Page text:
And what did I recommend to him to buy? A cheap two-layer whetstone for 10,-€, 100 and 300 grit. The same one with which my father was sharpening knives his whole life and which I sometimes take with me on my travels.

If you are interested in learning how to sharpen a knife, I do recommend the above mentioned Burrfection YouTube channel. He does explain the principles well, without exaggerating. And he supports his claims with empirical evidence. For example, I have said to my friend that sharpening angle more or less does not matter if it is between 10-20° and constant throughout the blade. That claim was based on nothing more than my subjective experience, which could be mistaken. But Burrfection did say the same and he has the equipment to test the said claim. So he did.

Do not be afraid of knife sharpening. The basics are easy and more than enough for a typical store-bought mass-produced western knife.


These were very welcome visitors – about 8 to 10 of them. Last year I have seen no goldfinches at all, the whole year. A small flock last week made me really happy.

© Charly, all rights reserved. Click for full size.

© Charly, all rights reserved. Click for full size.

© Charly, all rights reserved. Click for full size.

So, Does Homemade Honing Steel Work?

I think it does.

My mom’s knives needed to be sharpened. Normally I would sharpen the knives with the current manufactured batch, but since the honing steels, whilst not finished yet, got to a stage when they can be at least tested, I have decided to test them. So instead of sharpening the knives on my belt grinder and stropping them with the MDF wheel, I have sharpened them the old fashioned way on a whetstone and then honed the edge on steel.

First a picture of a “blunted edge” bevel.

Edge bevel before sharpening. © Charly, all rights reserved. Click for full size.

You can see the perpendicular scratches right near the edge. Those were made by the belt sander. The angled scratches are from half-arsed maintenance with a whetstone that I have done last week when I did not have time to do the job properly. This is not, strictly speaking, a blunt knife. It would still take yer finger off in a jiffy and was perfectly fine for hard veggies like carrots and taters. But it did struggle with tomatoes a bit. Notice how the light reflects differently from the mirror-polished primary bevel, which thus appears nearly black.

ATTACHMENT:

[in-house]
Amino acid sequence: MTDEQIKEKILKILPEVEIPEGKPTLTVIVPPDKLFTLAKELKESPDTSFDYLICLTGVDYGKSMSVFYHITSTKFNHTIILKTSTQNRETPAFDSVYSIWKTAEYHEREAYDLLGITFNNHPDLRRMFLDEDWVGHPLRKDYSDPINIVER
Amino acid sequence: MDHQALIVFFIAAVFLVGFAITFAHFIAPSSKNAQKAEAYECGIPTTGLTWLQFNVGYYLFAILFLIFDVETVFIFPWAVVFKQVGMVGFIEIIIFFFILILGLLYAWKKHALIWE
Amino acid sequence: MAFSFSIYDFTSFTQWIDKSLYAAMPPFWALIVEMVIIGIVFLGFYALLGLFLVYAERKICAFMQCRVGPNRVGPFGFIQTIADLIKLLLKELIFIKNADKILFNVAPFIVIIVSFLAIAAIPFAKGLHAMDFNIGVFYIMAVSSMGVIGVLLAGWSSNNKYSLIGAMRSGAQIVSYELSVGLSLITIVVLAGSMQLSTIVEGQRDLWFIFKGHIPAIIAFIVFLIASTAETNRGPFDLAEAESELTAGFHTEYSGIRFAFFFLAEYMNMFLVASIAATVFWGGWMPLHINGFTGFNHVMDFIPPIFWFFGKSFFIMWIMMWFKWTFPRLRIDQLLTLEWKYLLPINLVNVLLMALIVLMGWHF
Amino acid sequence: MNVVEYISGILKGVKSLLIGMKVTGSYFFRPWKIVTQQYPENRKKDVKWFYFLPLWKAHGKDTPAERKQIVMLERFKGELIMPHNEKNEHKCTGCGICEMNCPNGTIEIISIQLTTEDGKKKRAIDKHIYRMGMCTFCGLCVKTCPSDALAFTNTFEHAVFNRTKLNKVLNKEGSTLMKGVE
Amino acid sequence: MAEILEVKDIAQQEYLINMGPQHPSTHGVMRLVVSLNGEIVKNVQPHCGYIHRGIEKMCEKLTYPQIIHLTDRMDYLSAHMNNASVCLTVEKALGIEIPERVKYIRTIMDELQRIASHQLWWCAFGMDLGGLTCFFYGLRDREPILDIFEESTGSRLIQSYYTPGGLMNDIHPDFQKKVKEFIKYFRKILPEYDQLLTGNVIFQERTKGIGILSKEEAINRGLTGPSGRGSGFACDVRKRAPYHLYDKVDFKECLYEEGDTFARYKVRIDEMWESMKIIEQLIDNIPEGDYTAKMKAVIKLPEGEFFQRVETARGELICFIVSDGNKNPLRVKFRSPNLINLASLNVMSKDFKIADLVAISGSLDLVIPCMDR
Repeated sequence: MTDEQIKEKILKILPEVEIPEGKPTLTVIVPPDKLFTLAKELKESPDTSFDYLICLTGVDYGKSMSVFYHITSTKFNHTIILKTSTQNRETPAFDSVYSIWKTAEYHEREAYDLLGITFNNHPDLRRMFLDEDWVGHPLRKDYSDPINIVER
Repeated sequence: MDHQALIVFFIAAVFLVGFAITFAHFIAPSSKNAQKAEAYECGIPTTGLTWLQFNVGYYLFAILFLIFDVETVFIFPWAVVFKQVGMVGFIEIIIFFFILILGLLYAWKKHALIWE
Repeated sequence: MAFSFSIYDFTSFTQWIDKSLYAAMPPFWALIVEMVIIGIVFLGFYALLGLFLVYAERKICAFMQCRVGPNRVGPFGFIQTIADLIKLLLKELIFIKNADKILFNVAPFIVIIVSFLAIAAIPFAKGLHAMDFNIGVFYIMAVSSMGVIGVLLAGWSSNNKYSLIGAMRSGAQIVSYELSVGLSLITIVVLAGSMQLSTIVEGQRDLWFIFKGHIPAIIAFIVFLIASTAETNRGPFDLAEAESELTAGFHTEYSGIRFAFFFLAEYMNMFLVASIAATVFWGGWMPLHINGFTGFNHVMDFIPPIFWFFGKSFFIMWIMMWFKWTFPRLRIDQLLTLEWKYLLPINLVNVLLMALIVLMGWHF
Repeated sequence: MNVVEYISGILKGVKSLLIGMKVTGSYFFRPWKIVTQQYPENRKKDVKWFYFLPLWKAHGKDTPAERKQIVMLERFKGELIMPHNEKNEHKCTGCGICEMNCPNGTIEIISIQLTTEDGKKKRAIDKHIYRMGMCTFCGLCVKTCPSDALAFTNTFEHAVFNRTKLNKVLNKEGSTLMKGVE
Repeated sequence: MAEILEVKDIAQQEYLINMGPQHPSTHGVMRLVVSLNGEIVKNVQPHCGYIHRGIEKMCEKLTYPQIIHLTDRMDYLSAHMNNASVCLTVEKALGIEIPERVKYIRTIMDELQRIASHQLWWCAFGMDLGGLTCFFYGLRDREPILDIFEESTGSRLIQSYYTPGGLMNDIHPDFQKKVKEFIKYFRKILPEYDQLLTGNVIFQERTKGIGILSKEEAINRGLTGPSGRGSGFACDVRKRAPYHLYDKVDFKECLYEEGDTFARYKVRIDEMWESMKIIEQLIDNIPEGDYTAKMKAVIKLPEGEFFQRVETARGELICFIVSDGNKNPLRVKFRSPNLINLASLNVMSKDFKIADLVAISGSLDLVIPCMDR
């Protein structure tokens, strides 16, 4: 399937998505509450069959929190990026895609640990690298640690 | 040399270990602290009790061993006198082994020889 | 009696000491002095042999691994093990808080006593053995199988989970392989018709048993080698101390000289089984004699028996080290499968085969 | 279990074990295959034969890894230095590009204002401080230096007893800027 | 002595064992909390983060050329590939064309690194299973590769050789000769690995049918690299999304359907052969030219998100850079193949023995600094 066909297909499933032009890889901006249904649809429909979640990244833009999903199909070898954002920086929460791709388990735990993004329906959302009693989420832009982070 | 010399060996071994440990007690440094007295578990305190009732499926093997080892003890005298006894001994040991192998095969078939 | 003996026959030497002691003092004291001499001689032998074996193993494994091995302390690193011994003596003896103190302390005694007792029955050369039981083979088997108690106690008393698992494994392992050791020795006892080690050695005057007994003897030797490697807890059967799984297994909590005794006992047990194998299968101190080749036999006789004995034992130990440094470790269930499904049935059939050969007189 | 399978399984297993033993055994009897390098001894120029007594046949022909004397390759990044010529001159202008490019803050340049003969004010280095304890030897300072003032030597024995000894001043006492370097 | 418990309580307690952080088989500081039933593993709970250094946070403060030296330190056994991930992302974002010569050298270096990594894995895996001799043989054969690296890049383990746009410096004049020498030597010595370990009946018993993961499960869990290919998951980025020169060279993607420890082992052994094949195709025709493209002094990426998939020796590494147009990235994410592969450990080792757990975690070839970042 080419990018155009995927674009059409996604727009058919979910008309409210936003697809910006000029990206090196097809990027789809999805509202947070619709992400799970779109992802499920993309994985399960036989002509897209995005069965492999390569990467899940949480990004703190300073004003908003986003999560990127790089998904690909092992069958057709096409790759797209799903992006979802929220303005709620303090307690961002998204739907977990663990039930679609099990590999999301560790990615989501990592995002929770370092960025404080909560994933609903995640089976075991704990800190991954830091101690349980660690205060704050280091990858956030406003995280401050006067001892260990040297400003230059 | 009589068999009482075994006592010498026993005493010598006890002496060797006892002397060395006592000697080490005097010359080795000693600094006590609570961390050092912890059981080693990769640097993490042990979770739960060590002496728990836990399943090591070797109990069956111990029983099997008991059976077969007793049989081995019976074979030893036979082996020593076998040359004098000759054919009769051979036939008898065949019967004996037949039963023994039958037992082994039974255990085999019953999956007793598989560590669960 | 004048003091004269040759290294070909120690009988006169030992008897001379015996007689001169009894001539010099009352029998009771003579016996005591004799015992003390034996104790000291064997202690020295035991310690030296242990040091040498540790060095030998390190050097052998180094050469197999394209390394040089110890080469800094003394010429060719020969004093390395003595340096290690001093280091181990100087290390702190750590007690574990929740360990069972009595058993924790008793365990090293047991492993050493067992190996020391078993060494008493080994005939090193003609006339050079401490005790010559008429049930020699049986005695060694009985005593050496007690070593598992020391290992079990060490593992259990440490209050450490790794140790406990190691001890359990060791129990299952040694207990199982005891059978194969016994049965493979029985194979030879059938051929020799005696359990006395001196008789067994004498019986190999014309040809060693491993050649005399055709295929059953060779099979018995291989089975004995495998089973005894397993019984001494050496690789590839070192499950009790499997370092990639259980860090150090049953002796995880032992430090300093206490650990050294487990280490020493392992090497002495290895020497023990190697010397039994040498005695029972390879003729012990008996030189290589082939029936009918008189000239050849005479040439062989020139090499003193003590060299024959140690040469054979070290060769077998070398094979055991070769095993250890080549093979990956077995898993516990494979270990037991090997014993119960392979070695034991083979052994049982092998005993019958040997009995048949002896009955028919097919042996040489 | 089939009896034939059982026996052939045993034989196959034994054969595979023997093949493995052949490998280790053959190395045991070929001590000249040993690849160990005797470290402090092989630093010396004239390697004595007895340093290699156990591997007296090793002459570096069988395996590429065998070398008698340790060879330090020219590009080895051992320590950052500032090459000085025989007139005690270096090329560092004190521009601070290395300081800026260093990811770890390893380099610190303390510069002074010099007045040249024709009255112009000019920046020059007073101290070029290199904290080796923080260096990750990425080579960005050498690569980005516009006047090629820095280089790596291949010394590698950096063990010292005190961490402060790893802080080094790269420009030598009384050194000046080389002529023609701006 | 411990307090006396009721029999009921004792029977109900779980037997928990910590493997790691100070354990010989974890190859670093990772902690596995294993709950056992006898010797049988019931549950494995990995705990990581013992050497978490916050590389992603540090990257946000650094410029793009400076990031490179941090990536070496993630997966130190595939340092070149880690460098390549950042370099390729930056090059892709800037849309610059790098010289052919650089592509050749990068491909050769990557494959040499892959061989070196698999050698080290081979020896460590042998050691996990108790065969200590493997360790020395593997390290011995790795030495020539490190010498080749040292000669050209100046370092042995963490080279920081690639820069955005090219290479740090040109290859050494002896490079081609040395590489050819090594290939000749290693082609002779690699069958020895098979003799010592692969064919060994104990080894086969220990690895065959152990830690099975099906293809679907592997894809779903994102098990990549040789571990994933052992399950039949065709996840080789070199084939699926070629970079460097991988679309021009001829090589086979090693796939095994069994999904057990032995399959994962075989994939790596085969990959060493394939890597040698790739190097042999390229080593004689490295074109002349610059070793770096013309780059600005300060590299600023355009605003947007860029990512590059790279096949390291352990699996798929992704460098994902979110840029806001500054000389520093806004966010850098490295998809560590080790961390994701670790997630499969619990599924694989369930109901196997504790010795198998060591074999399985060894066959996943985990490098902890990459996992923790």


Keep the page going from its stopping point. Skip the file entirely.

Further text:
As far as size goes. this bevel is very small – about 0,3 mm wide.

100 grit bevel re-established at ca 15 °
© Charly, all rights reserved. Click for full size.

First I have re-established nice regular bevels at 15° with the rough side of the whetstone, which has circa 100 grit. 15-20 passes were needed, even though the bevels are very small – the steel is very hard. It does not look very different from the first picture, except for the scratches being all angled all the way to the edge now. On carbon steel, this would establish a so-called “needle” which is a thin foil of steel on the edge that bends and cannot be ground away, but I have not seen this happen with N690. The needle here breaks usually off very easily, leaving behind a bit of jagged edge.

320 grit bevel smoothened
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Fine 320 grit side of the whetstone is used to slightly smooth the edges and eventually break off the needle on harder and brittle steels (like most stainless steels). However here it does not look that much different from the second picture, which I did not expect. The knife at this stage is perfectly capable of cutting tomatoes, but it does not shave hair yet. And this is where the test of the honing steels comes into play.

Bevel burnished by honing steel.
© Charly, all rights reserved. Click for full

Now the bevel looks significantly different from before. Note that the edge is now mirror-polished between some of the deeper scratches – the light reflects very differently from the bevel than it did before. The knife is now also shaving-sharp not only tomato-cutting-with-its-own-weight sharp.

So TLDR is –  Although this is not a scientific proof, I am convinced and I think the honing steel works as intended.